A Bird’s Eye View: Massachusetts K-12 Education by County

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For decades, Massachusetts has been one of the highest-rated states for public education. The state still maintains the best public schools system in the country, a position held ever since the early nineties. The state has the sixth highest spending on education in the nation: at $17,058 per student in 2023.  


Does the high performance of Bay State schools translate ratably among its 13 counties, or is statewide performance carried by a handful of strong regions? An inter-county comparison of performance and expenditures can highlight areas that are excelling and those that are falling behind. 


Expenditures Remain Consistent

While there tends to be significant district level differences in per-pupil expenditures, county wide figures are generally consistent throughout the state . Figure 1 shows the per pupil spending of each county, with the median at $20,434. The data slopes down considerably among the highest-paying counties, evening out near the middle, then continuing down again to the end.


Figure 1: Per pupil expenditures by county, arranged from highest to lowest. The median is in light green. Data was collected from Pioneer’s MassReportCards website.


Western counties are spread evenly throughout the data, with two above and below the median. This comes as a surprise, since western counties generally tend to group closely with one another. The lowest spending county was Bristol, one of only two counties spending less than $18,000 per pupil.

Mass Holds Strong with Graduation Rates…

Graduation rates are one of the best measures for determining a school system’s efficacy. Figure 2 shows that the median graduation rate in Massachusetts is 91.9 percent – over six percentage points higher than the national average in 2021 of 85.3 percent.  


Figure 2: High school graduation rates by county, arranged from highest spending to lowest. The county median is in light blue. Data is from Pioneer’s MassReportCards website.

Nearly all the counties orbit around the median, with few deviating more than three percent. The notable exceptions are Franklin and Suffolk counties, with graduation rates at 82.2 and 79.3 percent – the only counties to rank below the national average. 


There’s not a whole lot of correlation between spending and education outcomes.. For example, Worcester has a graduation rate higher than the median – 92.4 percent – yet spends the second least per pupil, at $17,727. In contrast, Franklin has the second-lowest graduation rate of 82.2 percent, while having the fourth highest per-pupil expenditure of $24,184. While this may have a correlation among other states, the data shows the pattern isn’t present among counties. 

…yet Falters With MCAS Scores


Figure 3: Percentage of students meeting or exceeding the standard in each MCAS subject, arranged from highest spending to lowest. The median is in the lighter shades. Data is from Pioneer’s MassReportCard website.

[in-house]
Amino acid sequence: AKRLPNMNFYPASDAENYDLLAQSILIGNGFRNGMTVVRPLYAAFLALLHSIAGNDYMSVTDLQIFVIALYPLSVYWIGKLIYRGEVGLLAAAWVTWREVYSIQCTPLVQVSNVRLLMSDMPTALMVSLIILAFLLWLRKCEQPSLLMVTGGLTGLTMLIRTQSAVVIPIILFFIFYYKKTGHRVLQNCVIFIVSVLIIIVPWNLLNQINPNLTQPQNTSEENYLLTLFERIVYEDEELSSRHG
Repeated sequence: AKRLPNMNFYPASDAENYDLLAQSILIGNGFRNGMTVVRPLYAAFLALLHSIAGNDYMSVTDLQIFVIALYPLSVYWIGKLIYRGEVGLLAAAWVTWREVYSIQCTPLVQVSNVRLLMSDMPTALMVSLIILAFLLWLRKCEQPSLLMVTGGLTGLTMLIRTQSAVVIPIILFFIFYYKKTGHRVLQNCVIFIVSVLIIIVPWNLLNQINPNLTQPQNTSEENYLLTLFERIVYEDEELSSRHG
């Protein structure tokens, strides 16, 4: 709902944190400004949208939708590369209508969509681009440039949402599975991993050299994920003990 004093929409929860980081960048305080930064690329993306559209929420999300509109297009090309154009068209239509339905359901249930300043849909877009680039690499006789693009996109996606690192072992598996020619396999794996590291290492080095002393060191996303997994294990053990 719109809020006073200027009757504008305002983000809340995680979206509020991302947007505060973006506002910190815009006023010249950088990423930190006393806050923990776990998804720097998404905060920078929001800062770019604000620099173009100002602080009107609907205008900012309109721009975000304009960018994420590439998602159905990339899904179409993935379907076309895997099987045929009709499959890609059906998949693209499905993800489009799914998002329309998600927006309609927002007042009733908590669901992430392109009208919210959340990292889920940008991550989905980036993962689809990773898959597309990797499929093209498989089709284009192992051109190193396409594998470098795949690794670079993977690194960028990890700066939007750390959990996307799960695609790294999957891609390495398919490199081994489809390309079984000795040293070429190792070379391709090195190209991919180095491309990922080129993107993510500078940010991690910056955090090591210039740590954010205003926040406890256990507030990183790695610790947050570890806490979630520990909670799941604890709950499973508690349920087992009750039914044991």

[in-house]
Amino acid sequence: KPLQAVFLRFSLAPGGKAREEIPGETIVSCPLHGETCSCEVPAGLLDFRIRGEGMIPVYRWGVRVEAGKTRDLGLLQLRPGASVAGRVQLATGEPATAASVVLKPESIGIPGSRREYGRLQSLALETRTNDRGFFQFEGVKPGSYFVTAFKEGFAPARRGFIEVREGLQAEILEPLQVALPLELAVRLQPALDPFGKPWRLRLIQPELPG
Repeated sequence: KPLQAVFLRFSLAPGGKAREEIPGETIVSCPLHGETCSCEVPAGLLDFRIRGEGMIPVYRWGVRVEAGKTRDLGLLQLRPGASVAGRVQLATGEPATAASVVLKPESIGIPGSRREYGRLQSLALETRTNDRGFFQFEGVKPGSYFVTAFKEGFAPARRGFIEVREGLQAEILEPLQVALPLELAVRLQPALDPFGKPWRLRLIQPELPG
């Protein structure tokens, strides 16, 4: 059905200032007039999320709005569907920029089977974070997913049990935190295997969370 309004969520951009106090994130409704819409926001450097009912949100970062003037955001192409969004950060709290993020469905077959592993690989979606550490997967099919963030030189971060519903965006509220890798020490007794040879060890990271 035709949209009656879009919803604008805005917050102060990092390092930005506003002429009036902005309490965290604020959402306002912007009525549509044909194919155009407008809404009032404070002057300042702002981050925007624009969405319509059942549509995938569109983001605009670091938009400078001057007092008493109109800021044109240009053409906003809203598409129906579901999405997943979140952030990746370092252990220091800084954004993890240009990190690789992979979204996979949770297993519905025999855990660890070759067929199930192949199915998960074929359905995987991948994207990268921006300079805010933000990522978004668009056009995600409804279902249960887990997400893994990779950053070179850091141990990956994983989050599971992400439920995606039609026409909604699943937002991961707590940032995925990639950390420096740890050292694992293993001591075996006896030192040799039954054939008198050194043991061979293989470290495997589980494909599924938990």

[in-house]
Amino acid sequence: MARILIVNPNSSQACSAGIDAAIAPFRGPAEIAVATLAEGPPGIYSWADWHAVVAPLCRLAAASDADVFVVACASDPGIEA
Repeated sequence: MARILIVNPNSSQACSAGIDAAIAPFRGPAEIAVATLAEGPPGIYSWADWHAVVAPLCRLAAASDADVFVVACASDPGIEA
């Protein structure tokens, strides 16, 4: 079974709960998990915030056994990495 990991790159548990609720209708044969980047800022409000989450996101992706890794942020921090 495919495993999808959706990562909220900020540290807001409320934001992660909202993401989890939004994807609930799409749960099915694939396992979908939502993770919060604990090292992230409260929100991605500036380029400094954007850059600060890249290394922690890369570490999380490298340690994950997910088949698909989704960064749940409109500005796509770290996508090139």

While controversial, MCAS scores are a reliable indicator of a school system’s quality and achievement. The results for each county have a larger distribution around the median than previous metrics: while some counties are near-identical to the median, like Essex or Plymouth, most deviate from the median by at least 5 percent. 


Much like before, there does not seem to be an evident correlation between MCAS proficiencies and expenditures.  It is true that the bottom three spenders have proficiencies in ELA about ten percent lower than the top three spenders: yet this discrepancy isn’t seen with math or science. Middle of the pack spenders, like Middlesex and Hampshire, generally have the best rates in the state. Suffolk remains as the lowest performer in this category as well, with a 30.7 percent difference between the county’s science proficiency and the median. 

Key Takeaways

Generally, Massachusetts’ counties tend to perform similarly in spite of expenditure differences. A western county like Hampshire performs on par or better with an eastern county, like Middlesex. The only true exception to this is Suffolk, which underperforms by a significant margin. 


However, counties do not tell the full story. Spending and performance between districts can vary considerably – even in the same county. While inter-county comparisons can provide a bird’s-eye view of the problems at hand, going a level deeper and looking at the district might produce clearer results. 


Peter Mentekidis is a Roger Perry Transparency Intern with the Pioneer Institute. He is a rising senior at Providence College, with a major in Quantitative Economics and a minor in Philosophy. Feel free to contact via email, LinkedIn, or writing a letter to Pioneer’s office.